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Articles Related to cholecystectomy

Medical Management of Symptomatic Gallstones: A Narrative Review

Fifteen studies, representing over 2,500 patients, have found that up to 40% of patients continue to have abdominal pain and symptoms after cholecystectomy. As a result, there is increasing interest in non-operative approaches for managing patients with symptomatic gallstones. The goal of this study was to summarize the existing evidence and identify remaining evidence gaps for the medical treatment of symptomatic gallstone disease: including synthetic phospholipids, synthetic bile acids, choleretics, cholesterollowering medications, and diet
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Ectopic Liver Found on Gall Bladder Wall during Laparoscopic Cholecystectomy

Ectopic liver tissue is an uncommon finding and may be found in multiple abdominal sites, most commonly on the gall bladder. It is usually asymptomatic and is discovered incidentally during cholecystectomy, but there are potential complications. We present a case of an ectopic liver seen on the gallbladder serosa during laparoscopic cholecystectomy being performed for symptomatic cholelithiasis, and briefly review the literature.
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Is an IOC Still Necessary during Laparoscopic Cholecystectomy?

Routine intraoperative cholangiogram (IOC) during laparoscopic cholecystectomy (LC) helps to confirm biliary anatomy and reduce bile leaks. It also allows identification of common bile duct stones intraoperatively which in selected patients can be cleared transcystically in the same procedure which is much less morbid than through post-operative endoscopic retrograde cholangiopancreatography (ERCP). Despite this, some surgeons only selectively perform IOC or forgot it all together.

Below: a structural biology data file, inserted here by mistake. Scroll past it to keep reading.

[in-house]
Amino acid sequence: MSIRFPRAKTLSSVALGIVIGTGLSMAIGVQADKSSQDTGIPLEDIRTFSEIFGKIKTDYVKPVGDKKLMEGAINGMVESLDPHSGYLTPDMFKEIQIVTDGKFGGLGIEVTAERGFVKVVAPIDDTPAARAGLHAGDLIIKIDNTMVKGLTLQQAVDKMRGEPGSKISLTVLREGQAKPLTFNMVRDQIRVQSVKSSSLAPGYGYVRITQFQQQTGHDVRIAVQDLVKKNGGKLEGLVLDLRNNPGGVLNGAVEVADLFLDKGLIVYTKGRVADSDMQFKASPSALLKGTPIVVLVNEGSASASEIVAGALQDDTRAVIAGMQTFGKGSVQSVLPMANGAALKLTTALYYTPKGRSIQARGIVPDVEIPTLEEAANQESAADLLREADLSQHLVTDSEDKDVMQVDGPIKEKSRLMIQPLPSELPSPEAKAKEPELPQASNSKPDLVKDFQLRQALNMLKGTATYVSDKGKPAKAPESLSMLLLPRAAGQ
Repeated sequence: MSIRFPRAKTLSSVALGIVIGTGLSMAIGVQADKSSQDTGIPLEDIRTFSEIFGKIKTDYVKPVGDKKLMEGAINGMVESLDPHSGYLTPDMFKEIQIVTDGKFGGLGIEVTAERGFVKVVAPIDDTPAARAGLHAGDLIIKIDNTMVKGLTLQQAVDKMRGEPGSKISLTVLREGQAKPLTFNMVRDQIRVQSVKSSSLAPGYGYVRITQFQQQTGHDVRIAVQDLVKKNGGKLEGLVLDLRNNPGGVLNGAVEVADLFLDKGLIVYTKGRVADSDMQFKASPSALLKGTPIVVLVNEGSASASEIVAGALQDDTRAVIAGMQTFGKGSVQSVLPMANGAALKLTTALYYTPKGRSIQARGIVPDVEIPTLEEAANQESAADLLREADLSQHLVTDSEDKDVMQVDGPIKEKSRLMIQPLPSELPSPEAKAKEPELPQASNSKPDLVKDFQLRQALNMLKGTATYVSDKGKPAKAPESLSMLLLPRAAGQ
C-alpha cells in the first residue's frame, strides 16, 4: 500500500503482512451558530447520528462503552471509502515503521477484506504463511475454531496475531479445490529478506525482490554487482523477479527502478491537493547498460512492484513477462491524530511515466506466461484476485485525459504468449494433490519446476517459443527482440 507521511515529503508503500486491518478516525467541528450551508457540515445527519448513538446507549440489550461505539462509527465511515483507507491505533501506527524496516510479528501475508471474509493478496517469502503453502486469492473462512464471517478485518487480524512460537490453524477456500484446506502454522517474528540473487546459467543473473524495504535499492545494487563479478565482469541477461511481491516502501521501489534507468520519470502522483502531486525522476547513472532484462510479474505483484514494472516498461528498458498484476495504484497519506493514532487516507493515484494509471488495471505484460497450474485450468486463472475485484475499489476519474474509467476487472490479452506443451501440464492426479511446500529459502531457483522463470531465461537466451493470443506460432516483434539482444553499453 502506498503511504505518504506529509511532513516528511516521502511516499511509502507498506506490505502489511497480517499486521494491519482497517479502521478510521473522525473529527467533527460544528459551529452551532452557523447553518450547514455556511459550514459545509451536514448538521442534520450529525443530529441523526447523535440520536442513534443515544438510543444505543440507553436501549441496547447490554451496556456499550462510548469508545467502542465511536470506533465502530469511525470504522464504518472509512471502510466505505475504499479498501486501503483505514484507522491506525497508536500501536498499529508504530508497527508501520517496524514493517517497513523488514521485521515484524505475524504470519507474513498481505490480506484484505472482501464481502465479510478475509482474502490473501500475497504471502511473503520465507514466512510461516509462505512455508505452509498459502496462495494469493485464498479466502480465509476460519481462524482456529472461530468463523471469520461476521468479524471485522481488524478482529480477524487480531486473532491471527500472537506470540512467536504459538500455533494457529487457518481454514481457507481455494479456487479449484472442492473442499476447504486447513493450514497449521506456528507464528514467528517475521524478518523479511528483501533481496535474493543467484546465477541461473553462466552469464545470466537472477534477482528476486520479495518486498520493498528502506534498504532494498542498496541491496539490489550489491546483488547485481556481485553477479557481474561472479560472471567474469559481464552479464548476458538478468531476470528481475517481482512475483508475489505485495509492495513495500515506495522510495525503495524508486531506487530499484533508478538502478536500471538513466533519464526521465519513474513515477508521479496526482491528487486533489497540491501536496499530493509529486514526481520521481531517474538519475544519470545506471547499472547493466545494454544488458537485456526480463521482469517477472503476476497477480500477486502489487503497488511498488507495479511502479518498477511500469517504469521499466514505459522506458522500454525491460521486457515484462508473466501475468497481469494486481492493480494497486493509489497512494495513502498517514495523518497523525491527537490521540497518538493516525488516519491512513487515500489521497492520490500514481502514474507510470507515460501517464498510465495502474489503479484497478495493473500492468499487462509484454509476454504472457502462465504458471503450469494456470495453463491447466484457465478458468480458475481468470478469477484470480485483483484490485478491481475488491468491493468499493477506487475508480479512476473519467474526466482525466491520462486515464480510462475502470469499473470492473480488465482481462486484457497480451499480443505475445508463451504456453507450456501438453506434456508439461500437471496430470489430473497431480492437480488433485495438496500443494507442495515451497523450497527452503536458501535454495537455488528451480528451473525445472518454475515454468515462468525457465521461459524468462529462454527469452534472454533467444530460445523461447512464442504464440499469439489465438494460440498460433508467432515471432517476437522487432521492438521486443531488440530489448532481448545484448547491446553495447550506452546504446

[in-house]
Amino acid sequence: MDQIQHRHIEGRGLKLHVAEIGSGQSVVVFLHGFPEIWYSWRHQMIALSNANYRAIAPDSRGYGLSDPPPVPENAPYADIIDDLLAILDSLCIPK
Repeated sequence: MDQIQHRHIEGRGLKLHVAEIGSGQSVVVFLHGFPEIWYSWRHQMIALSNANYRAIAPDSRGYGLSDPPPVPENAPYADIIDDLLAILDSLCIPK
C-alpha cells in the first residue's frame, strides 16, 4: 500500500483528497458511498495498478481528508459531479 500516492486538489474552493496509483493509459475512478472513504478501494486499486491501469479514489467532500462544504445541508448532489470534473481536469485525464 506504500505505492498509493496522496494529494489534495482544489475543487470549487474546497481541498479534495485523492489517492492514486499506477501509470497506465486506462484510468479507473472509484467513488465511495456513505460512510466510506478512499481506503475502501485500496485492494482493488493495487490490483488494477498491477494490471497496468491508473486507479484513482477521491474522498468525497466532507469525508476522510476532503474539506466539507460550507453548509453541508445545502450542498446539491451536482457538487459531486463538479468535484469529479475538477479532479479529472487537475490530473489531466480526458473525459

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A New Approach to Identify Sphincter of Oddi Dysfunction

Sphincter of Oddi dysfunction (SOD) is a known gastrointestinal disorder that has been well documented but is difficult to diagnose noninvasively.
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Unusual Variant of Guillain-Barré Syndrome Following Hepato-biliary Surgery — A Rare Case Report

Guillain-barré syndrome (G.B. Syndrome) is an acute inflammatory poly-radiculoneuropathy characterized by weakness and areflexia typically following viral infection, vaccination, and rarely surgery. Acute Inflammatory Demyelinating Poly-radiculoneuropathy is the most common subtype of G.B. Syndrome. Although post-operative G.B. syndrome is a rare entity, there are few case reports of G.B. syndrome after gastric surgery. But there have been no reported case scenarios of atypical variety of this neurologic entity following hepato billiary surgery. Hence our objective is to put forward this message to the readers.
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Editorial Board Members Related to cholecystectomy

Mahesh Goel MS

Associate Professor
Department of Surgical Oncology
Tata Memorial Hospital
India
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